Hollywood's Biggest Myths About Labor and Delivery
Relax. Odds are good that your childbirth will be a lot different than the ones on the screen. Here are six things about labor and delivery that Hollywood just can't get right.
First contraction, mad dash to the hospital, and -boom- baby's here. Yeah, not so much. Labor and delivery can take a really long time, from several hours to several days. Movies make everything look like an emergency, and most births simply don't involve that level of panic.
- Your partner will freak out
Give him some credit! Most partners are fully capable of driving, handholding, coaching, and doing whatever they have to do to see you through labor and delivery.
- You'll be screaming in pain
Every birth is different. Some women report that their labor pains felt more like pressure or simply discomfort, not pain. Epidurals dull the contractions considerably. Don't be surprised if you never feel the urge to stab your partner or scream at a nurse. Studies show that the women most likely to have tortured, wailing births are women who expected to have tortured, wailing births in the first place.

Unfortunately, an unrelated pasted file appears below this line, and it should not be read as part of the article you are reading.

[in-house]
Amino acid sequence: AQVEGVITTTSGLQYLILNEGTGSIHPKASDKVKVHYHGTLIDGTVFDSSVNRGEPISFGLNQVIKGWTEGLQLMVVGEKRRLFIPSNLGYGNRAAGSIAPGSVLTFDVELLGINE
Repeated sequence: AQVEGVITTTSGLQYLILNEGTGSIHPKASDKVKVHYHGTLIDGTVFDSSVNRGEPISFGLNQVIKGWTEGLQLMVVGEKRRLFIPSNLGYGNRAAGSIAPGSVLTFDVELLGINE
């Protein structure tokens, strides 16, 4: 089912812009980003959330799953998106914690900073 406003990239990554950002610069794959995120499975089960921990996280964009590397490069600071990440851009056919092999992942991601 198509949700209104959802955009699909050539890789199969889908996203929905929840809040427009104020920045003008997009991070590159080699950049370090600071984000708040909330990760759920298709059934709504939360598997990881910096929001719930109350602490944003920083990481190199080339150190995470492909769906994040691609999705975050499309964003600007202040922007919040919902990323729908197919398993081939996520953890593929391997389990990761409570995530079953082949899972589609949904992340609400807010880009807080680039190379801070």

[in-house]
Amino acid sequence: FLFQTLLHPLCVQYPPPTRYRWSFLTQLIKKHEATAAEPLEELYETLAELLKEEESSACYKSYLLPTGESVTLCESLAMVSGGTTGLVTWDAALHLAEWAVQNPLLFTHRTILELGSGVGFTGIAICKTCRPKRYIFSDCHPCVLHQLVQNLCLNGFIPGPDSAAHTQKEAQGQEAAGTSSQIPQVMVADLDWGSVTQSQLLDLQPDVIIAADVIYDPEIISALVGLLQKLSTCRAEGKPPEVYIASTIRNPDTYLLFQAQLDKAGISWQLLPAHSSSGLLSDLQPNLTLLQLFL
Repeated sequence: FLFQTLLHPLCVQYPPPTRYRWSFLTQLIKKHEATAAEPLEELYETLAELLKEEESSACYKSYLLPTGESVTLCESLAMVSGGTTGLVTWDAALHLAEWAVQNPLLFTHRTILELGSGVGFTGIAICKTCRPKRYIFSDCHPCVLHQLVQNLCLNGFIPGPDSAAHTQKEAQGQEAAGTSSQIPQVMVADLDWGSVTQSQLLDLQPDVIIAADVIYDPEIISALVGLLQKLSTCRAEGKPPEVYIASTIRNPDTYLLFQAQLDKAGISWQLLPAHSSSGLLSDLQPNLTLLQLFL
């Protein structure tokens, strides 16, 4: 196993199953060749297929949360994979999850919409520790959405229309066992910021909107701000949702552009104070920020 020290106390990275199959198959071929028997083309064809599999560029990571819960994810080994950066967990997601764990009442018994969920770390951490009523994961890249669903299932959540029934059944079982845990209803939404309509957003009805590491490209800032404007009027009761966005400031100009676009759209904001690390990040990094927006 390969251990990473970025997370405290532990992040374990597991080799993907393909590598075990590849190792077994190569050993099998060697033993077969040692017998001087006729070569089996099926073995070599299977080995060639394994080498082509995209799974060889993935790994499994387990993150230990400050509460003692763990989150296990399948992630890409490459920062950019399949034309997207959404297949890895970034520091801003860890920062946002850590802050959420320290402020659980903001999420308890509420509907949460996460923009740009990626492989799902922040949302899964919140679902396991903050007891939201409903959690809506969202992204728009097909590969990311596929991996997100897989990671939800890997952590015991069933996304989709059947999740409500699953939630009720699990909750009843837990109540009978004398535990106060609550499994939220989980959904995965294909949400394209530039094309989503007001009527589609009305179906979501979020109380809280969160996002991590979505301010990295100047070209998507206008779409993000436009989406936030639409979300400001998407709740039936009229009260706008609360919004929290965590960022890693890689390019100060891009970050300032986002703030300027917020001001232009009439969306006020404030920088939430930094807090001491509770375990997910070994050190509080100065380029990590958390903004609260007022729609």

- Pushing is the worst part
Most moms report that the most difficult part of labor was the transition phase, during the final dilation and strongest contractions. After this painful part of labor and delivery, pushing is sometimes a welcome relief.
- Labor and delivery is done when the baby is out
Not so fast - there's still the placenta to think about, and it could take anywhere from a few minutes to an hour to emerge. Your doctor may give you pitocin or massage your uterus to help it along, though.
- Newborns are beautiful
After nine months in a cramped uterus, not to mention labor and delivery, newborns look a little worse for wear. Their limbs are bent from so much time curled up, their skin may be purplish, blotchy, rashy, or covered with strange hair and waxy vernix. Plus there's the dreaded "conehead." It's okay —these things will go away, revealing your baby's real beauty.
- You'll be breastfeeding in no time
Movie moms never seem to have trouble with latching, milk flow, or blocked milk ducts. In real life, breastfeeding is hard at first, and your milk won't fully come in for a few days after the birth. Immediately after labor and delivery, it's far from the serene experience you see on film.